Larsen's experiences are often tinged with the guilty sense of irony that permeates so many memoirs of the Vietnam War. While teaching Shakespeare to Vietnamese students, for example, she is uneasy: "I taught the Elizabethan concept of order in Macbeth,/ The Great Chain of Being,/ every speck of creation a link in nature's chain. When disorder erupts, the links break/ moving along the chain in a ripple movement./ When Macbeth murders Duncan/ night strangles day/ mousing owls kill falcons/ Duncan's horses break from their stalls/ and eat each other./ I taught this theory to Vietnamese teachers/ while we defoliated their land/ napalmed their children/ burned their villages to save them."
The inadequacy, even self-contempt that Larsen feels are evoked in the reader through a carefully orchestrated collision of literary viewpoints: Larsen's ongoing memoir is interrupted at crucial points by excerpts from reference works, attempts at translations of Vietnamese folk verse forms, quotations from Blake and Shakespeare, graffiti written by American GIs, papers written by Larsen's Vietnamese students and letters from her relatives back home. But her perceptions project their full significance only when reread in light of the book's second part, the story of Tran Thi Nga.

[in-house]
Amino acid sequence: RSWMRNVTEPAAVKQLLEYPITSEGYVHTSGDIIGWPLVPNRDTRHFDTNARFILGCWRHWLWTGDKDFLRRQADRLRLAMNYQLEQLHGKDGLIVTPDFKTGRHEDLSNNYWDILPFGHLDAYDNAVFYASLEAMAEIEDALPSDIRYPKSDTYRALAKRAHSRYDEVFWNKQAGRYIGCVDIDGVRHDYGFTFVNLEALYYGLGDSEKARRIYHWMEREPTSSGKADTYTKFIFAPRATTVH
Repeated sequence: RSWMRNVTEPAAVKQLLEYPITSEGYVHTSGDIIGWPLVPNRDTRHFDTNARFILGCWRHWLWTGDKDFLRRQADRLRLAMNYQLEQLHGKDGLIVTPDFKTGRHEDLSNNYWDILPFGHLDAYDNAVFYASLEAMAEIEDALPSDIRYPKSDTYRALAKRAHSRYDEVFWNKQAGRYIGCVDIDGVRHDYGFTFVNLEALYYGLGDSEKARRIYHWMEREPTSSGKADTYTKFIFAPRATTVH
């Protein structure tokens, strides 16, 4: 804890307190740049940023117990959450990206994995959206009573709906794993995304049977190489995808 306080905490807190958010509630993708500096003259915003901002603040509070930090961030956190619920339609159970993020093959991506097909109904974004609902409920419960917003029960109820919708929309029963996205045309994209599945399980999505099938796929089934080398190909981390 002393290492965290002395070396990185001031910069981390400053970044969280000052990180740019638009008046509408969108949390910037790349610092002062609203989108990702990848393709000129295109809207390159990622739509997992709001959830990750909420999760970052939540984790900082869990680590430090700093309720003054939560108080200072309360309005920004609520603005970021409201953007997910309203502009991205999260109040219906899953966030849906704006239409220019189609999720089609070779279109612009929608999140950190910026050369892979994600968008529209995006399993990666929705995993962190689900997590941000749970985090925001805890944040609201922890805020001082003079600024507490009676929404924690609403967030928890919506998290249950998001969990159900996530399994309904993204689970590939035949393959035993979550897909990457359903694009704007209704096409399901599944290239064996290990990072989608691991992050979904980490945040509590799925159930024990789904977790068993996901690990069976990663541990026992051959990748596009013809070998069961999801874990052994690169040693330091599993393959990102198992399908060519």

While reading the first part of Shallow Graves, we must take Larsen's word for it that Nga is a warm and compassionate friend; she is unfailingly resourceful and helpful, but also seems aloof and faintly disdainful. As Nga's own part of the book develops, however, she materializes fully as a person of a type very different from those who populate most of the American literature of the war. Although her life has been full of dislocation and loss, Nga views things realistically and unsentimentally. Yet there is no stiff nobility in her; Larsen somehow conveys a passionate and imaginative nature kept totally under the control demanded of cultured Southeast Asians. This restraint and directness also permit the reader to avoid sentimentalizing and coarsening Nga's feelings and to experience them in a way that is at least partially unWestern.